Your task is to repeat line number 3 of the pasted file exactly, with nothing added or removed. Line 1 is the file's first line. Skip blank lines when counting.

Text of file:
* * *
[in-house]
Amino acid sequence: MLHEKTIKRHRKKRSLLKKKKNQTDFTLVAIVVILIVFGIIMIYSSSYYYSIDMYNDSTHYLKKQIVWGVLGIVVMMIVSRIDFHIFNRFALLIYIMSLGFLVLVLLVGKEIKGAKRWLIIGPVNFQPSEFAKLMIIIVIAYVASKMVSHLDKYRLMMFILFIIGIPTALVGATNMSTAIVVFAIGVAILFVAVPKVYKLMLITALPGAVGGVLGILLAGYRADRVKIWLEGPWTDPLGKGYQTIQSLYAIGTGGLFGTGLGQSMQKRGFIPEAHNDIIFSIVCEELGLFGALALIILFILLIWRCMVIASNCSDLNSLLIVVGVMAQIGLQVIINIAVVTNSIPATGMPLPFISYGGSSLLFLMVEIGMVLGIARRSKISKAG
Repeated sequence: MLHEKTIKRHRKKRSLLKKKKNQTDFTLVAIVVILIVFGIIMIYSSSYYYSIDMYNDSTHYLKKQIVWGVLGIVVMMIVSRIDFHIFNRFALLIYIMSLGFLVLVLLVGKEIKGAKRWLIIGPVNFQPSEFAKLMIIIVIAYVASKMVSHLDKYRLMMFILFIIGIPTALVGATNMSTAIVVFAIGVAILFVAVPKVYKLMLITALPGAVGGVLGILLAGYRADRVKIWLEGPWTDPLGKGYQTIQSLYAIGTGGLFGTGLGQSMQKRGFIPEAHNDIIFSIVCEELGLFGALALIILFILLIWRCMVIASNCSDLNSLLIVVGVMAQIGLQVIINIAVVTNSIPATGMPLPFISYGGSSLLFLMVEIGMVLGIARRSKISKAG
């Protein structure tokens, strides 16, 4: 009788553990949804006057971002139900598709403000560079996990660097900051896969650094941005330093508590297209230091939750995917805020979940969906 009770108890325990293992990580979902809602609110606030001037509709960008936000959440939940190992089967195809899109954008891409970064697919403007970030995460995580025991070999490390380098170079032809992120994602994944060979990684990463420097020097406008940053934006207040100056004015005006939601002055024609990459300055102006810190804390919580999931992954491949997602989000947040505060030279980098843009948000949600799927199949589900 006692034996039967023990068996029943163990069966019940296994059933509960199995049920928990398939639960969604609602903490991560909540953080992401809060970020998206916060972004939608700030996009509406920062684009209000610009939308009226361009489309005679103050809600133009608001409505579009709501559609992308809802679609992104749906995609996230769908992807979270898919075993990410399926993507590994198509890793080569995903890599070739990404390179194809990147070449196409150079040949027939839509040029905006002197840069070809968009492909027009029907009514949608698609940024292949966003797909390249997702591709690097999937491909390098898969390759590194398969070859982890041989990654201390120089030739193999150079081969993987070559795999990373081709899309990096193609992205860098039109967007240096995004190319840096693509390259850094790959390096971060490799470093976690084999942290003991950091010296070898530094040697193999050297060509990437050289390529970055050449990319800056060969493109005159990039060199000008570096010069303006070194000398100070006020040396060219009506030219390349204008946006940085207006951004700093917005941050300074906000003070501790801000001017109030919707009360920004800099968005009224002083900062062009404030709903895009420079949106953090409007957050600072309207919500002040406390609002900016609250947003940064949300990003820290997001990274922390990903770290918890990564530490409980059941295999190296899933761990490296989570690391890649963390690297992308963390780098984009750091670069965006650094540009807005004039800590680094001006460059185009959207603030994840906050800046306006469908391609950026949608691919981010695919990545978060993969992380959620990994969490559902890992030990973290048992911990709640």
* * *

Repeated sequence: MLHEKTIKRHRKKRSLLKKKKNQTDFTLVAIVVILIVFGIIMIYSSSYYYSIDMYNDSTHYLKKQIVWGVLGIVVMMIVSRIDFHIFNRFALLIYIMSLGFLVLVLLVGKEIKGAKRWLIIGPVNFQPSEFAKLMIIIVIAYVASKMVSHLDKYRLMMFILFIIGIPTALVGATNMSTAIVVFAIGVAILFVAVPKVYKLMLITALPGAVGGVLGILLAGYRADRVKIWLEGPWTDPLGKGYQTIQSLYAIGTGGLFGTGLGQSMQKRGFIPEAHNDIIFSIVCEELGLFGALALIILFILLIWRCMVIASNCSDLNSLLIVVGVMAQIGLQVIINIAVVTNSIPATGMPLPFISYGGSSLLFLMVEIGMVLGIARRSKISKAG